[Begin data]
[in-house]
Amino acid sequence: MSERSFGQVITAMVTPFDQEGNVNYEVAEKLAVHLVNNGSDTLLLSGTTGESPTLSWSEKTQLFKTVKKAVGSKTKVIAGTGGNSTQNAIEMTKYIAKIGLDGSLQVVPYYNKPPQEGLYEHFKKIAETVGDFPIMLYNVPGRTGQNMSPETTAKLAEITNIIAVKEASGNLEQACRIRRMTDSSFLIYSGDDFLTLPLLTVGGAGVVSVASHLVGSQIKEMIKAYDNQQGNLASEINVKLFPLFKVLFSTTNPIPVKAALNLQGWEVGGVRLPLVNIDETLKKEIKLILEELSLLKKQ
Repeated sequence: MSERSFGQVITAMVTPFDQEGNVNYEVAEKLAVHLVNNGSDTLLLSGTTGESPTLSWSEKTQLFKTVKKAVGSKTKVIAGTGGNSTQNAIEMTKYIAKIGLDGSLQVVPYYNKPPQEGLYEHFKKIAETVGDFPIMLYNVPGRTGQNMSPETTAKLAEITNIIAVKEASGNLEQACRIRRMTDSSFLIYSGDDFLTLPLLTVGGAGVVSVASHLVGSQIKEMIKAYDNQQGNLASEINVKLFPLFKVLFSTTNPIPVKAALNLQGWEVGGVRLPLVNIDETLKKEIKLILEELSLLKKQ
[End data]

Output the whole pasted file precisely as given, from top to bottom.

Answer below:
[in-house]
Amino acid sequence: MSERSFGQVITAMVTPFDQEGNVNYEVAEKLAVHLVNNGSDTLLLSGTTGESPTLSWSEKTQLFKTVKKAVGSKTKVIAGTGGNSTQNAIEMTKYIAKIGLDGSLQVVPYYNKPPQEGLYEHFKKIAETVGDFPIMLYNVPGRTGQNMSPETTAKLAEITNIIAVKEASGNLEQACRIRRMTDSSFLIYSGDDFLTLPLLTVGGAGVVSVASHLVGSQIKEMIKAYDNQQGNLASEINVKLFPLFKVLFSTTNPIPVKAALNLQGWEVGGVRLPLVNIDETLKKEIKLILEELSLLKKQ
Repeated sequence: MSERSFGQVITAMVTPFDQEGNVNYEVAEKLAVHLVNNGSDTLLLSGTTGESPTLSWSEKTQLFKTVKKAVGSKTKVIAGTGGNSTQNAIEMTKYIAKIGLDGSLQVVPYYNKPPQEGLYEHFKKIAETVGDFPIMLYNVPGRTGQNMSPETTAKLAEITNIIAVKEASGNLEQACRIRRMTDSSFLIYSGDDFLTLPLLTVGGAGVVSVASHLVGSQIKEMIKAYDNQQGNLASEINVKLFPLFKVLFSTTNPIPVKAALNLQGWEVGGVRLPLVNIDETLKKEIKLILEELSLLKKQ